FtsZ

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FtsZ is a protein encoded by the ftsZ gene that assembles into a ring at the future site of the septum of bacterial cell division. FtsZ, named after filamenting temperature-sensitive mutant Z, is a prokaryotic homologue to the eukaryotic protein tubulin.

Discovery of the bacterial cytoskeleton is fairly recent. FtsZ was the first protein of the prokaryotic cytoskeleton to be identified. In 1991 it was discovered by Erfei Bi and Joseph Lutkenhaus that FtsZ assembled into the Z-ring. During cell division, FtsZ is the first protein to move to the division site, and is essential for recruiting other proteins that produce a new cell wall between the dividing cells. FtsZ's role in cell division is analogous to that of actin in eukaryotic cell division, but unlike the actin-myosin ring in eukaryotes, FtsZ has no known motor protein and is not thought to provide the mechanical force that physically divides the cell. The force behind cytokinesis is thought to be provided by the synthesis of new cell wall that is localized to the Z-ring.

How the roles of tubulin-like proteins and actin-like proteins in cell division became reversed is an evolutionary mystery, but the use of the FtsZ ring in dividing chloroplasts and some mitochondria further establishes their prokaryotic ancestry.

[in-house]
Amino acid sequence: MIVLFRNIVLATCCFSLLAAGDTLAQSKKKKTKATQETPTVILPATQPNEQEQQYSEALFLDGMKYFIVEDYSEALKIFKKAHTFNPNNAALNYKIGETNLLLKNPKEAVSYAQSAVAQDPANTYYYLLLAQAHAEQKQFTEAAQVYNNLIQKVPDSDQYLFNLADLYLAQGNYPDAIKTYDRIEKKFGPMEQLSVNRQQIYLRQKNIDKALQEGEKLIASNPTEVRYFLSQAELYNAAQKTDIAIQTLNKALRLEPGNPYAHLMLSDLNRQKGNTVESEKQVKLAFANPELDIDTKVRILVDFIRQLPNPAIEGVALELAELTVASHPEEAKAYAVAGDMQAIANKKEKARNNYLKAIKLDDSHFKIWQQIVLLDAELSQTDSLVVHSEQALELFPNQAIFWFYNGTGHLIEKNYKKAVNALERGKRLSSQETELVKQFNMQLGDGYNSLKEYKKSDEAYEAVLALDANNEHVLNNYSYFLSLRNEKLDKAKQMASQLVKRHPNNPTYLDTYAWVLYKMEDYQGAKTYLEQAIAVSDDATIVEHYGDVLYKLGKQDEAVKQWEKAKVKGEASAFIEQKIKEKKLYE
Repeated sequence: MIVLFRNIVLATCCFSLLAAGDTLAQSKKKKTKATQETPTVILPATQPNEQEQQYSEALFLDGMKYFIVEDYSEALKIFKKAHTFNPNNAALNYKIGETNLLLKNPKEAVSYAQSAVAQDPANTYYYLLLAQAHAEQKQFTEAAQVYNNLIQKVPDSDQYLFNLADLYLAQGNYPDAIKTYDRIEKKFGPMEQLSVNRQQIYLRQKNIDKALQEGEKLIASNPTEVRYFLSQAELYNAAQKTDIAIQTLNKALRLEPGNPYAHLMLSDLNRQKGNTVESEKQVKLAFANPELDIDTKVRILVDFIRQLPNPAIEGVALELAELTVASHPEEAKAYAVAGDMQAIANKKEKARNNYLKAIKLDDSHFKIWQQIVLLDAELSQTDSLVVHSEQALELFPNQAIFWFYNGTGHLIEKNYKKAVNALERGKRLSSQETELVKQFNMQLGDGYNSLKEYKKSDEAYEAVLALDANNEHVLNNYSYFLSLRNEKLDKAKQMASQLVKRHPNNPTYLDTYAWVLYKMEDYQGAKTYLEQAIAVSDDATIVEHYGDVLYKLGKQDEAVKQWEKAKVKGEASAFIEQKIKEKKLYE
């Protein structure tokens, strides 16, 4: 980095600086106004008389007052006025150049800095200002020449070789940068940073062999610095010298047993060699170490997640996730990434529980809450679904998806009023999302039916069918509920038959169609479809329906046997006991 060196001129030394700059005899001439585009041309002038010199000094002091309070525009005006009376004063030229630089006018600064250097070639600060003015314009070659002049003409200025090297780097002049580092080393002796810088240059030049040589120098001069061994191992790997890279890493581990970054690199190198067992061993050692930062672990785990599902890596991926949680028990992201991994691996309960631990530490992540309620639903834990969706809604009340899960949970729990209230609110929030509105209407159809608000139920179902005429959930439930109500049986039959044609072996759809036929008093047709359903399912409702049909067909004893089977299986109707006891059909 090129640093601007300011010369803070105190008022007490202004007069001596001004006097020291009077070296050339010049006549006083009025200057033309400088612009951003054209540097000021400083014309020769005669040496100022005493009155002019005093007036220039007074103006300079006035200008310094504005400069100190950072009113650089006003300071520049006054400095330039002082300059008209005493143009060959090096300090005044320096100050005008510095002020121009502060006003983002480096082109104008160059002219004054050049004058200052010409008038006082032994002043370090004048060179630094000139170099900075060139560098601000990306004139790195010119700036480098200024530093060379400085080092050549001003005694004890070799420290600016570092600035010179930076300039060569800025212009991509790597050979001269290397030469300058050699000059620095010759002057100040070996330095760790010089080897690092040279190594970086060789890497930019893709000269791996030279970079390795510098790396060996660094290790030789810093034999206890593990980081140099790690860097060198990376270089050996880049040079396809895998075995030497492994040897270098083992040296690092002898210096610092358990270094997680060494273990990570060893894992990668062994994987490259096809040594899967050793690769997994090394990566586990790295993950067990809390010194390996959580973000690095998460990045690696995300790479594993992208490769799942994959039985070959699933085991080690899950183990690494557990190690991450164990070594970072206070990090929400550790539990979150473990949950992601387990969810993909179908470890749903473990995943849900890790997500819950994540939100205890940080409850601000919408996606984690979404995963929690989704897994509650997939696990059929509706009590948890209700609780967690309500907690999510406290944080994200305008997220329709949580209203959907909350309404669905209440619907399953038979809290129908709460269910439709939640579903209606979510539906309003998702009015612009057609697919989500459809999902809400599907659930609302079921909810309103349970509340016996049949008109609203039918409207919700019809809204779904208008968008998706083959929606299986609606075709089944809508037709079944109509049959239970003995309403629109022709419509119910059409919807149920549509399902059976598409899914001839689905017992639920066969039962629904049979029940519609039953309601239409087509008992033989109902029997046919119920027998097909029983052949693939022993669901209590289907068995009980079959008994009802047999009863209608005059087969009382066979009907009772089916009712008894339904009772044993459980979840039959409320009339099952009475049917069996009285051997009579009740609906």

Much is known about the dynamic polymerization activities of tubulin and microtubules, but little is known about these activities in FtsZ. While it is known that single-stranded tubulin protofilaments form into 13 stranded microtubules, the multistranded structure of the FtsZ containing Z-ring is not known. Furthermore, there is controversy over the apparent cooperativity of single-stranded FtsZ polymer assembly since all established theoretical models for cooperative assembly require multistranded polymers.

References

  1. Chen, J.C., et al., Septal localization of FtsQ, an essential cell division protein in Escherichia coli. J Bacteriol, 1999. 181(2): p. 521-530. PMID 9882666 [1]
  2. Löwe, J., and Amos, L.A., Structure of the bacterial tubulin homolog FtsZ Nature, 1998. 391: p. 203-206. Entrez PubMed 9428770
  3. Romberg, L., and Levin, P.A., Assembly dynamics of the bacterial cell division protein FTSZ: poised at the edge of stability Annu Rev Microbiol, 2003. 57: p. 125-154. PMID 14527275 [2]
  4. Scheffers, D., and Driessen, A.J., The polymerization mechanism of the bacterial cell division protein FtsZ FEBS Letters, 2001. 506(1): p. 6-10. PMID 11591361 [3]
  5. van den Ent, F., Amos, L., Lowe, J., Bacterial ancestry of actin and tubulin Curr Opin Microbiol, 2001. 4(6): p. 634-638. PMID 11731313 [4]
  6. Bi, E. and Lutkenhaus, J., "FtsZ ring structure associated with division in Escherichia coli." Nature, 1991 354, 161 - 164. Entrez PubMed 1944597

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